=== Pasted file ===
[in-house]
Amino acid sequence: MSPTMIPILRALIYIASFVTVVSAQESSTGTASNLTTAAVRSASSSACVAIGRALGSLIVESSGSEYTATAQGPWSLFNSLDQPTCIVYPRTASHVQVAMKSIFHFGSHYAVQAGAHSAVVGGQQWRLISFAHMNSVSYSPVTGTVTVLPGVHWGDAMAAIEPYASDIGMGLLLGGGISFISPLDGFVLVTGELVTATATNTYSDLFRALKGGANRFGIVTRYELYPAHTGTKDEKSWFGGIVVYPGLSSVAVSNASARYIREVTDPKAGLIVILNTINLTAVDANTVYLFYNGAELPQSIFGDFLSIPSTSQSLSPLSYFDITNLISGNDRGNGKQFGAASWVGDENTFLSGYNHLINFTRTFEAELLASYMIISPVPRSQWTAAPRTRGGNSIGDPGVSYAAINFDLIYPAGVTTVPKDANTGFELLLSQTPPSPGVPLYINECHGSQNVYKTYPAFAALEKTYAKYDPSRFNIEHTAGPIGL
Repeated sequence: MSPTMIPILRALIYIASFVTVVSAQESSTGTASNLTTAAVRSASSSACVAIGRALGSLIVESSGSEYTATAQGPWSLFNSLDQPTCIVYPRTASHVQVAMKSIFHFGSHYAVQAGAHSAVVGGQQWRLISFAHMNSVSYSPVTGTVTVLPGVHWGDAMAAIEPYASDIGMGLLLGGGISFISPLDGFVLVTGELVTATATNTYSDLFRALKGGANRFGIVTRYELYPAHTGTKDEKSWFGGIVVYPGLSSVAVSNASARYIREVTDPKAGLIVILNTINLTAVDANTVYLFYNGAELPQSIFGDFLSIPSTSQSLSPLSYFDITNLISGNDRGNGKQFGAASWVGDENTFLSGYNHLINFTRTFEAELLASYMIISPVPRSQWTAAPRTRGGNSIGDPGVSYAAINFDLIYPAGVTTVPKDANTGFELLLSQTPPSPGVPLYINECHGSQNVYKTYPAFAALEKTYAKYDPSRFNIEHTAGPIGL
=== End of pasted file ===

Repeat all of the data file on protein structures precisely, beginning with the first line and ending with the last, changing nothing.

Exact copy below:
[in-house]
Amino acid sequence: MSPTMIPILRALIYIASFVTVVSAQESSTGTASNLTTAAVRSASSSACVAIGRALGSLIVESSGSEYTATAQGPWSLFNSLDQPTCIVYPRTASHVQVAMKSIFHFGSHYAVQAGAHSAVVGGQQWRLISFAHMNSVSYSPVTGTVTVLPGVHWGDAMAAIEPYASDIGMGLLLGGGISFISPLDGFVLVTGELVTATATNTYSDLFRALKGGANRFGIVTRYELYPAHTGTKDEKSWFGGIVVYPGLSSVAVSNASARYIREVTDPKAGLIVILNTINLTAVDANTVYLFYNGAELPQSIFGDFLSIPSTSQSLSPLSYFDITNLISGNDRGNGKQFGAASWVGDENTFLSGYNHLINFTRTFEAELLASYMIISPVPRSQWTAAPRTRGGNSIGDPGVSYAAINFDLIYPAGVTTVPKDANTGFELLLSQTPPSPGVPLYINECHGSQNVYKTYPAFAALEKTYAKYDPSRFNIEHTAGPIGL
Repeated sequence: MSPTMIPILRALIYIASFVTVVSAQESSTGTASNLTTAAVRSASSSACVAIGRALGSLIVESSGSEYTATAQGPWSLFNSLDQPTCIVYPRTASHVQVAMKSIFHFGSHYAVQAGAHSAVVGGQQWRLISFAHMNSVSYSPVTGTVTVLPGVHWGDAMAAIEPYASDIGMGLLLGGGISFISPLDGFVLVTGELVTATATNTYSDLFRALKGGANRFGIVTRYELYPAHTGTKDEKSWFGGIVVYPGLSSVAVSNASARYIREVTDPKAGLIVILNTINLTAVDANTVYLFYNGAELPQSIFGDFLSIPSTSQSLSPLSYFDITNLISGNDRGNGKQFGAASWVGDENTFLSGYNHLINFTRTFEAELLASYMIISPVPRSQWTAAPRTRGGNSIGDPGVSYAAINFDLIYPAGVTTVPKDANTGFELLLSQTPPSPGVPLYINECHGSQNVYKTYPAFAALEKTYAKYDPSRFNIEHTAGPIGL